This association between sitting and ill health generally remains, the past science shows, whether people exercise or not.

But most of these studies have relied on people's memories of how they spent their time, and our recall about such matters tends to be unreliable. The studies also usually have focused on the total number of hours that someone sits each day. Some scientists have begun to wonder whether our patterns of sitting – how long we sit at a stretch, and whether, when and how often we stand up and move – might also have health implications. And they have questioned whether gender, race or weight might alter how sitting affects us.

So for the new study, published Sept. 12 in Annals of Internal Medicine, scientists from Columbia University and many other institutions turned to an extensive database of health information about tens of thousands of Caucasian and African-American men and women 45 or older who were part of a study of stroke risk. The study was primarily funded through the National Institutes of Health, and partly through the Coca-Cola Co.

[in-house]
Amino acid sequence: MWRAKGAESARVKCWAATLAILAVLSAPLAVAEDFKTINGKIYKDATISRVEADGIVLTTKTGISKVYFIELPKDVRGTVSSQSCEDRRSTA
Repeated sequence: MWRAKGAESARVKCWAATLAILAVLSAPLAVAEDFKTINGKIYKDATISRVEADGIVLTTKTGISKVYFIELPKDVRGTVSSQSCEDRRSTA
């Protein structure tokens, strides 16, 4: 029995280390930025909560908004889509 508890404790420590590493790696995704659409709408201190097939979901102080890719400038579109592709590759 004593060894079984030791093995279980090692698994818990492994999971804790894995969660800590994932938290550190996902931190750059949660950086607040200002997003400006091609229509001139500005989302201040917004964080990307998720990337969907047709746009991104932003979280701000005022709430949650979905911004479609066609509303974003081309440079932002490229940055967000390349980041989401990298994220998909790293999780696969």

The participants had undergone a battery of health tests, and about 8,000 of them also had worn accelerometers for a week to track their daily movements.

Accelerometers are, of course, an objective measure of how much and often someone sits, exercises or otherwise moves about. They do not hedge about those hours you spent sprawled on the couch binge-watching "30 Rock."

The scientists pulled the records for the accelerometer group.

They then stratified the participants into groups depending on how many hours per day each person sat, as well as how long each bout of sitting had continued uninterrupted – 10 minutes? 60 minutes? more? – and how much time, if any, they had spent exercising (mostly with walks).